Aristotle: The poetics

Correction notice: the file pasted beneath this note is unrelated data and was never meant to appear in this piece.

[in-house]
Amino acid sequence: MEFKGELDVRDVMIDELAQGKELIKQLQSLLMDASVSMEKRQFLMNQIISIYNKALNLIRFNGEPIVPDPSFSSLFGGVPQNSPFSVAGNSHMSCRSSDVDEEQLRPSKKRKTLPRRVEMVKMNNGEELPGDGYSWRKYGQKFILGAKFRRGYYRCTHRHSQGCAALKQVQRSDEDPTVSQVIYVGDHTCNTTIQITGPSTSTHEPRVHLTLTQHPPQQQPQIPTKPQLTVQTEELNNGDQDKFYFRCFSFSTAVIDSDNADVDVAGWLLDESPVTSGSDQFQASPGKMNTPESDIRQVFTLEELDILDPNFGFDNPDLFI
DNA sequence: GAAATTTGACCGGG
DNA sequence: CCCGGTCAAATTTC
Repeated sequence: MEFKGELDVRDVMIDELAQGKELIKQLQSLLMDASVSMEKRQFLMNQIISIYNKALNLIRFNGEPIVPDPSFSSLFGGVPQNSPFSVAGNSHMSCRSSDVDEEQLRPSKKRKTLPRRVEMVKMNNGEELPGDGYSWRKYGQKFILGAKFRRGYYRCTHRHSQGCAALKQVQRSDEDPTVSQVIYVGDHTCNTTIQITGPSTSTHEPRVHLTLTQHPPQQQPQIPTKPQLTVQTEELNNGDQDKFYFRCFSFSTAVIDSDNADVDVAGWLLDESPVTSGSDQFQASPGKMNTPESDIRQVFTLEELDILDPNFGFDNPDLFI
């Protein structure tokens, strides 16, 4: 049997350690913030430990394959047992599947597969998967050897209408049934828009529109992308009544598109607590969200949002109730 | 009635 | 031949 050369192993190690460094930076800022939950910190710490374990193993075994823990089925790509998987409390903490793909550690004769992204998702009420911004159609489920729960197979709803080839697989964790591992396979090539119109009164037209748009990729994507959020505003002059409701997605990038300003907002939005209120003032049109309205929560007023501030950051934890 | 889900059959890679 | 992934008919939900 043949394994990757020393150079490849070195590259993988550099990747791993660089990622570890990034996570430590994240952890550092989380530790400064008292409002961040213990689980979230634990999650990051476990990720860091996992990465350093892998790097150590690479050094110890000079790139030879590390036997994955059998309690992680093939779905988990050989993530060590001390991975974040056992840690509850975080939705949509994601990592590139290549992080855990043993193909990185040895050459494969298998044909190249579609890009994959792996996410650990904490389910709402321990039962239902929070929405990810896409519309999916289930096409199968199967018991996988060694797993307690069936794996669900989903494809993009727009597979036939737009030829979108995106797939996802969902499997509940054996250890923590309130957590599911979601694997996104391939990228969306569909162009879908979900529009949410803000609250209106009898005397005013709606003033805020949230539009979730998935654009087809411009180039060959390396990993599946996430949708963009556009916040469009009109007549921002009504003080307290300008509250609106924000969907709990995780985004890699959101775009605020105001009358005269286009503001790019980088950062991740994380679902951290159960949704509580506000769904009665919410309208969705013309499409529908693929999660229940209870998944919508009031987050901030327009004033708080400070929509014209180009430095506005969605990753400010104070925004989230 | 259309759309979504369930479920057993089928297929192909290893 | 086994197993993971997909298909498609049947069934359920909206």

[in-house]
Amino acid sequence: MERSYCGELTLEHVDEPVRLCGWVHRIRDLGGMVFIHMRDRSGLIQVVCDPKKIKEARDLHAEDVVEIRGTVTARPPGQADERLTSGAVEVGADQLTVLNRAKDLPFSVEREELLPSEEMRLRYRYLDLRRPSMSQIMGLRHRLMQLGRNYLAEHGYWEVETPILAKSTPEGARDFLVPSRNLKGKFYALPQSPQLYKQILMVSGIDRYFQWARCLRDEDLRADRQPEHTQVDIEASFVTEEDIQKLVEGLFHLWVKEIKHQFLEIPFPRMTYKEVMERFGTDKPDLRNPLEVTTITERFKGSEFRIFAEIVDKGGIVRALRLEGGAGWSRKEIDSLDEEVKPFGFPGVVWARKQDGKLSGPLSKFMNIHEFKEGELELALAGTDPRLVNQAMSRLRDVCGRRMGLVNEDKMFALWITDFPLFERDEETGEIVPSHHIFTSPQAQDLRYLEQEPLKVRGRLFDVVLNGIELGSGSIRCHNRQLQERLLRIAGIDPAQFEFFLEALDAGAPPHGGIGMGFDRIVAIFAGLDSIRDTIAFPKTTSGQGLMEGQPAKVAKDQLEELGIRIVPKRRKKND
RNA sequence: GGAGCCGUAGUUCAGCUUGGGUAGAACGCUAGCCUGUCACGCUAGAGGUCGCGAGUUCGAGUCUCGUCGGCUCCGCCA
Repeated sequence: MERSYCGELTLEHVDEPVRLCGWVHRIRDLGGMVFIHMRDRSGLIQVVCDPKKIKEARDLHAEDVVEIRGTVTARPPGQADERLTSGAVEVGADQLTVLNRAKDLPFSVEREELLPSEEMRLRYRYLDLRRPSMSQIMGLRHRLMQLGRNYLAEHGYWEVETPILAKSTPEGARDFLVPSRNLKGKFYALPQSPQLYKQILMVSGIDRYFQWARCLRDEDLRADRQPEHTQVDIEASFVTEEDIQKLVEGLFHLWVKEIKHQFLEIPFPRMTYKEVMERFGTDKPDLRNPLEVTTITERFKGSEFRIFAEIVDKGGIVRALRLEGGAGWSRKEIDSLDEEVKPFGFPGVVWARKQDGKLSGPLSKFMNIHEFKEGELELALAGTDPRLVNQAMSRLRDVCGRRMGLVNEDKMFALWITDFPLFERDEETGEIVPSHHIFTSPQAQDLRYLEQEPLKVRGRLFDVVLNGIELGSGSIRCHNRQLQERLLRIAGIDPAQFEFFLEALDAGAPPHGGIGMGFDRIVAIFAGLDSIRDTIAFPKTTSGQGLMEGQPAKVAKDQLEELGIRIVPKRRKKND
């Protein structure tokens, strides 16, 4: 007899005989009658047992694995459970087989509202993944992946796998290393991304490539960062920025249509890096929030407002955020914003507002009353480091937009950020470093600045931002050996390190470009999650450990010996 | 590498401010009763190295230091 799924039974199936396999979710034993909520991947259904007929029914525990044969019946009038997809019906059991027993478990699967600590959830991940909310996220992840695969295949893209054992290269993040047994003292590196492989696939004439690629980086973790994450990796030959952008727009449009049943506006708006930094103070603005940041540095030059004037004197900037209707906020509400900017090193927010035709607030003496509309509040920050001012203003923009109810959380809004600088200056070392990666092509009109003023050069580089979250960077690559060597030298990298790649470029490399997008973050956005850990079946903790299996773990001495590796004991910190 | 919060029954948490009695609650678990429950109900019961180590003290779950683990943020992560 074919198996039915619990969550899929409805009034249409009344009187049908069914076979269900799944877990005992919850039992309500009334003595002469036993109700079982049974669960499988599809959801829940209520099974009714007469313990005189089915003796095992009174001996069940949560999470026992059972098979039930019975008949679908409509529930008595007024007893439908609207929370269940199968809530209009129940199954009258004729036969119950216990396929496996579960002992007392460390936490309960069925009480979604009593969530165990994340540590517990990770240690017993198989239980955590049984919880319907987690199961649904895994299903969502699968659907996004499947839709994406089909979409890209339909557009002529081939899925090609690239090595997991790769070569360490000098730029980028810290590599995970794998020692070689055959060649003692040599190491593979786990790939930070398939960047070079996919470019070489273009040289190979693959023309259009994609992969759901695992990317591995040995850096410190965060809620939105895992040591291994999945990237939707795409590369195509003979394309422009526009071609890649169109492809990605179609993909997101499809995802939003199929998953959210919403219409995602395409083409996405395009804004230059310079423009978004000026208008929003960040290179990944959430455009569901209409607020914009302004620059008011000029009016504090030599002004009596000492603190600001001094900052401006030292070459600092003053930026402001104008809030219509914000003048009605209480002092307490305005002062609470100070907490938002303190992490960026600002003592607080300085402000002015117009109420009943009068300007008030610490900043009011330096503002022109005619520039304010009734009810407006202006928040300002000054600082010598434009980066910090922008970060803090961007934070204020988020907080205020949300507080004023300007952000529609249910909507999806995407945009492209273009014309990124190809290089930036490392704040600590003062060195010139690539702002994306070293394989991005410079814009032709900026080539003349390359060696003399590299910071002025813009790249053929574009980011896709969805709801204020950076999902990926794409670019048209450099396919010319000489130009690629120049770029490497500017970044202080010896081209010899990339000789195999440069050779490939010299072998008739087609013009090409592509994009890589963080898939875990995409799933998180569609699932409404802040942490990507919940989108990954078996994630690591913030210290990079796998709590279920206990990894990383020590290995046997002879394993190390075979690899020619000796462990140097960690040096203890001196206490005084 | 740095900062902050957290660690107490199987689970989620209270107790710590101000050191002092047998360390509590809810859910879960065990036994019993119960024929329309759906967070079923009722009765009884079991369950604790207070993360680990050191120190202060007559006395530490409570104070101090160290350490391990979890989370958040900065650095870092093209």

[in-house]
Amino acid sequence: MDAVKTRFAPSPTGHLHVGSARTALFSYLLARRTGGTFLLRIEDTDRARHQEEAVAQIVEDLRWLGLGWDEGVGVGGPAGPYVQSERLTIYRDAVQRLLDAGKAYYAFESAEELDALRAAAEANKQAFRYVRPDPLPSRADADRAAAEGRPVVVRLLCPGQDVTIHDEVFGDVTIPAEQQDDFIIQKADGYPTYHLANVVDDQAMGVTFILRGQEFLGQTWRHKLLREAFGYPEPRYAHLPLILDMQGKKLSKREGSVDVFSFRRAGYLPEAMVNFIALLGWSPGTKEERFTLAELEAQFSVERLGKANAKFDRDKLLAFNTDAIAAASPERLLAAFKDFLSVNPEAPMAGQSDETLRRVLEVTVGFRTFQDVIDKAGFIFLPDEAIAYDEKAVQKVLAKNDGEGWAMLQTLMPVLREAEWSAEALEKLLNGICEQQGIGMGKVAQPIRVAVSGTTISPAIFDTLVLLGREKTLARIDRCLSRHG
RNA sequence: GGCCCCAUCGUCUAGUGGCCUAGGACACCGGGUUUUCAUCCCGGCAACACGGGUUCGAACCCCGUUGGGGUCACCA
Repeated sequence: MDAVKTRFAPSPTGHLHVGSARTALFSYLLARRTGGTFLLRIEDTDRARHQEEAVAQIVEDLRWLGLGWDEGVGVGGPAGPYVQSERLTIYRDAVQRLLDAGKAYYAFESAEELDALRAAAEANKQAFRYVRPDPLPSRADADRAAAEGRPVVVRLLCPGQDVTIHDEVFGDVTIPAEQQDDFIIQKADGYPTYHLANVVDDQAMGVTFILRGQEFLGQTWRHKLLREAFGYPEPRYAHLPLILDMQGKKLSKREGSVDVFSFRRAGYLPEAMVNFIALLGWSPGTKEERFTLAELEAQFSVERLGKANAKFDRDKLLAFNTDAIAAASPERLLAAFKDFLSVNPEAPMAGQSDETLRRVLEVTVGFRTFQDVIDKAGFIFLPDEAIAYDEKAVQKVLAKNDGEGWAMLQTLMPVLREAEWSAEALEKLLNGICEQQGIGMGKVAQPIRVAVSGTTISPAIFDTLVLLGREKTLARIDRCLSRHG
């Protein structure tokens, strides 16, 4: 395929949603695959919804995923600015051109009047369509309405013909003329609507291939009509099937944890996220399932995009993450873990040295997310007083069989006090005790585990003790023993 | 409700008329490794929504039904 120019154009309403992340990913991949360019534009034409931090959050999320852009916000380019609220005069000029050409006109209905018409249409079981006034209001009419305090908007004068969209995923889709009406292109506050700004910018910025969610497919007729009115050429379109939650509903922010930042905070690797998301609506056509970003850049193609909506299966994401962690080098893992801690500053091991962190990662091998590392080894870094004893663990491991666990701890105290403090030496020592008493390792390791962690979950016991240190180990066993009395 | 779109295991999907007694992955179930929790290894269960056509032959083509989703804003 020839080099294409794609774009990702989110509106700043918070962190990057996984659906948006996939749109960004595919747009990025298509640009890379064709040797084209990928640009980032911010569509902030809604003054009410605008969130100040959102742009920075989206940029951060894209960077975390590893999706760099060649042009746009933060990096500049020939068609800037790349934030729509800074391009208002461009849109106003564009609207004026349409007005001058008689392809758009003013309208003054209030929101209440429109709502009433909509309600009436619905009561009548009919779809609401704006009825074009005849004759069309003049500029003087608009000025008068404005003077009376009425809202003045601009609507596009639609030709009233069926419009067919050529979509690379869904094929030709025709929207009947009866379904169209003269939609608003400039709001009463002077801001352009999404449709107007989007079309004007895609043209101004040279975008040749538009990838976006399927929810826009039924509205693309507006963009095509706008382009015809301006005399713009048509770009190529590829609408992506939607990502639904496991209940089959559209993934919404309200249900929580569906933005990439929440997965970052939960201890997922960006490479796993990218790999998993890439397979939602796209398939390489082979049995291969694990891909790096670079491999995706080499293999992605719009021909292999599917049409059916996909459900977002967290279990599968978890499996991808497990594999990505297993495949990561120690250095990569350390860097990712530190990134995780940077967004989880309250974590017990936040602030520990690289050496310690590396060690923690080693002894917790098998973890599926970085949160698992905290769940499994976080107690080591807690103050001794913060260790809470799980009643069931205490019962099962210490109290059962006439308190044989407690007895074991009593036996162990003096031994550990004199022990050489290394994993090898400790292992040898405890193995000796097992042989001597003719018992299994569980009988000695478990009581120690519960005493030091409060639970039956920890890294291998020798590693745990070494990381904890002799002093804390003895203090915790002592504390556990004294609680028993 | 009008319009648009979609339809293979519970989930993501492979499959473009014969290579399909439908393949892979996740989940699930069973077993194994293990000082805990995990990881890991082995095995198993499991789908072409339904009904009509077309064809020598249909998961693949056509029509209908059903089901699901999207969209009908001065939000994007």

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If I understand the question correctly, it is asking in what way THE POETICS is a way to understand criticism. Aristotle would not have considered himself a theatre critic as we use the term today - instead, THE POETICS is much in line with the rest of his work, which showed his interest in natural science. Aristotle's philosophy is compiled on systematic observation. He looked at the world and then began to make groups in order to classify and find truth in similarities and differences - the same way a scientist might break up animals into kingdoms. The Poetics is not a "how to" book but rather the sum of his observations into what plays were successful with audiences, and which ones were not. His sense of tragedy is not proscribed but rather indicates his belief of what "works," and he considered Oedipus the best tragedy because it achieved that reaction from its audience. As such, THE POETICS allows us to understand the function of criticism - an intelligent observer's thoughts of what makes good art, based on what qualities all "good" art shares. Much of what he writes continues to be true for the films that are popular even today.